This is clearly a case of the tail wagging the dog.

Yet, no matter how irrational the market's behavior, what you don't want to do is get in the path of a speeding train. I'm not advocating selling right here, but I also don't want to be buying anything until I see how this energy free-fall plays out. I can't tell whether the clearing price for oil is around this level or at $30 a barrel or even lower. Until that becomes clearer, remain on the sidelines.

In the coming week, we also have the final Federal Open Market Committee meeting of the year. The bond market is giving an interest rate hike at the meeting an 87 percent probability.

Although I believe the market has already discounted that event, the coming rate hike is not helping matters. Still, I think all these worries are short-term in nature.

Sometimes, for a variety of reasons, the market ignores the fundamentals and instead focuses on the animal spirits that sometimes run rampant in the markets. This is one of those times.

At some point in time, when an oil-Armageddon does not materialize, the market may simply focus on something else. If I were a betting man, I would say that we rally after next week's FOMC meeting into the New Year. At these levels, however, all we will gain back is a single digit gain for the year. I'll take it.

Bill Schmick is registered as an investment adviser representative with Berkshire Money Management. Bill’s forecasts and opinions are purely his own. None of the information presented here should be construed as an endorsement of BMM or a solicitation to become a client of BMM. Direct inquires to Bill at 1-888-232-6072 (toll free) or email him at Bill@afewdollarsmore.com.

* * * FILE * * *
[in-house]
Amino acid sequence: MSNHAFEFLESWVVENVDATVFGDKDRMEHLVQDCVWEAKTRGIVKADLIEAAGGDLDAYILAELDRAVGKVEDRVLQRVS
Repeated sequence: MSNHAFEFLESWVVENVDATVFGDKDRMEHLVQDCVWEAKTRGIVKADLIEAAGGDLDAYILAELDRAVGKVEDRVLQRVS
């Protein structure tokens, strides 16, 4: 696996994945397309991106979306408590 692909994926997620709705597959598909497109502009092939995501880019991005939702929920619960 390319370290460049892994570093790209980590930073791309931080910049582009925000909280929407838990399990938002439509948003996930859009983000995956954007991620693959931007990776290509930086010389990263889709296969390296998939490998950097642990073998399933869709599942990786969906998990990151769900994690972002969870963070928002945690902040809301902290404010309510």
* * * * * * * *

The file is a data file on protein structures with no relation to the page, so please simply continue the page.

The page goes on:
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The Independent Investor: Did the Digital Grinch Steal Christmas?

By Bill Schmick
iBerkshires Columnist

Ever notice that however hard you try, the Christmas season is simply not what it once was? The routines and traditions you remember so fondly from your youth have somehow faded away. The digital age has transformed the holidays, and for some of us, the experience has been a mixed blessing.

When I was a kid, we left cookies and milk for Santa (no never mind that we lacked a fireplace for him to come down). Building on that tradition, I engineered faint footprints of ash the night before Christmas for my own child (Santa's, I swore solemnly the next morning) leading from the fireplace to the Christmas tree. Fast forward to today, kids can now call the North American Aerospace Defense Command (NORAD) and track Santa's Christmas Eve run if they want, so much for those visions of sugar plums dancing in their heads.